How Mediation Really Works by Peter Lovenheim
Sidebar--The Six Stages of Mediation
Many people think that mediation is an informal process, in which a friendly mediator chats with the disputants until they suddenly drop their hostilities and work together for the common good. In fact, mediation is a carefully designed process designed to get results. It is informal, compared to a trial or arbitration, but there are six distinct stages.
Stage 1: Mediator's Opening Statement.
After the disputants are seated at a table, the mediator introduces everyone, explains the goals and rules of the mediation and encourages each side to work cooperatively toward a settlement.
Stage 2: Disputants' Opening Statements.
Each party is invited to tell, in their own words, what the dispute is about and how it has affected them, and to present some general ideas about resolving it. While one person is speaking, the other is not allowed to interrupt.
Stage 3: Joint Discussion.
The mediator may try to get the parties talking directly about what was said in the opening statements. This is the time to determine what issues need to be addressed.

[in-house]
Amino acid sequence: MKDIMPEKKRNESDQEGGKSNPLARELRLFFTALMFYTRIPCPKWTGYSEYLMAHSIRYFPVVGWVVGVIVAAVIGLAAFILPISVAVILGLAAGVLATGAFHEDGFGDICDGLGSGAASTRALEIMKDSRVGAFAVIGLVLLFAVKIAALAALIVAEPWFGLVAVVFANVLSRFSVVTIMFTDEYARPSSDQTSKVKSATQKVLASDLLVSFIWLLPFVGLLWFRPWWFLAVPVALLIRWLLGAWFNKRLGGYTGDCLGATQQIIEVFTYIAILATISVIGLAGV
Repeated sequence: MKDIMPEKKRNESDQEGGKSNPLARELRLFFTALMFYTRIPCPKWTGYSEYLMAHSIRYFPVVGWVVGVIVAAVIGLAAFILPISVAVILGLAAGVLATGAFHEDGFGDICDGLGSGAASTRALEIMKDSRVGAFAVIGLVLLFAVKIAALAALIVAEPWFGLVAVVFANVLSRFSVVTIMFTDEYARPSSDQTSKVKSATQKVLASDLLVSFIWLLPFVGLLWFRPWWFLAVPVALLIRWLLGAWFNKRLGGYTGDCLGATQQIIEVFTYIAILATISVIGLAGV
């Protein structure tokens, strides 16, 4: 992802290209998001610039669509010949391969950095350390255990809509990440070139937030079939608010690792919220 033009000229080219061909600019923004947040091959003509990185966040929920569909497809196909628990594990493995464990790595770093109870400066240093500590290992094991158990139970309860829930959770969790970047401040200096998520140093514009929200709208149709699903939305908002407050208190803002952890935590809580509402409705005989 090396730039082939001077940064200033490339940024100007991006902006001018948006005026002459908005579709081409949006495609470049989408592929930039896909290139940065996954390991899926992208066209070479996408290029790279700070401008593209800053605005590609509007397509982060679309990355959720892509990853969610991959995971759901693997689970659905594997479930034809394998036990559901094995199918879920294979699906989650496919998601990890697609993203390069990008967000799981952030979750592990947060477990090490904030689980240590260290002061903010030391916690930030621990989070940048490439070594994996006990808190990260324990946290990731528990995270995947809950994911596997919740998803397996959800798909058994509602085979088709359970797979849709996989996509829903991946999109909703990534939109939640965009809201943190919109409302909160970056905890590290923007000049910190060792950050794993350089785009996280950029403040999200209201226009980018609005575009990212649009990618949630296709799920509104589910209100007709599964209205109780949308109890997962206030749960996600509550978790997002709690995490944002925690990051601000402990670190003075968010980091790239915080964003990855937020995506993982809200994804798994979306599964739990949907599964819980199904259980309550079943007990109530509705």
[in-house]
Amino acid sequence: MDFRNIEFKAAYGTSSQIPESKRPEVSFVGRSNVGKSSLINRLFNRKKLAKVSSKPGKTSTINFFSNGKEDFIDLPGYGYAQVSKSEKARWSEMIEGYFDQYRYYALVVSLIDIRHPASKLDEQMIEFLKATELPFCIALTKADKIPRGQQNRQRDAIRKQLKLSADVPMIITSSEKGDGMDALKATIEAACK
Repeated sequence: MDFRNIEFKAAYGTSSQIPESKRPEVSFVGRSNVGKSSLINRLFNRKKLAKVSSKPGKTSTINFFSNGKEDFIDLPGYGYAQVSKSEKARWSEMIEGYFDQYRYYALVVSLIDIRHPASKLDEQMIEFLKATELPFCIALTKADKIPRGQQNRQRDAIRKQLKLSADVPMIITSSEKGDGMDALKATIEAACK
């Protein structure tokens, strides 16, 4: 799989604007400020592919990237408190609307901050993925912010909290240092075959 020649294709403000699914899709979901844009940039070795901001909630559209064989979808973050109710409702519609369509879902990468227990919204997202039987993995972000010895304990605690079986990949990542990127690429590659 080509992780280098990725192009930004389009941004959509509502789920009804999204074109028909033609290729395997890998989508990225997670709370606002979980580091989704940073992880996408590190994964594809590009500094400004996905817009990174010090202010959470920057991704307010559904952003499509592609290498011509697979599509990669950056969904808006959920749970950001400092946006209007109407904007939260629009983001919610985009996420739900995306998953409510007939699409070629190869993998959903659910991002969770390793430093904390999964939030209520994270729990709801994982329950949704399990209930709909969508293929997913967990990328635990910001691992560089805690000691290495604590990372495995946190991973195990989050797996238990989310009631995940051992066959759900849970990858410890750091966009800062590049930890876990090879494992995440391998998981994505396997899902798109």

Stage 4: Private Caucuses.
Often considered the guts of mediation, the private caucus is a chance for each party to meet privately with the mediator (usually in a nearby room) to discuss the strengths and weaknesses of their positions, and new ideas for settlement. The mediator may caucus with each side just once, or several times, as needed.
Stage 5: Joint Negotiation.
After caucuses, the mediator may bring the parties back together to negotiate directly.
Stage 6: Closure.
This is the end of the mediation. If an agreement has been reached, the mediator may put its main provisions in writing as the parties listen. The mediator may ask each side to sign the written summary of agreement or suggest they take it to lawyers for review. If the parties want to, they can write up and sign a legally binding contract.
If no agreement was reached, the mediator will review whatever progress has been made and advise everyone of their options, such as meeting again later, going to arbitration or going to court.
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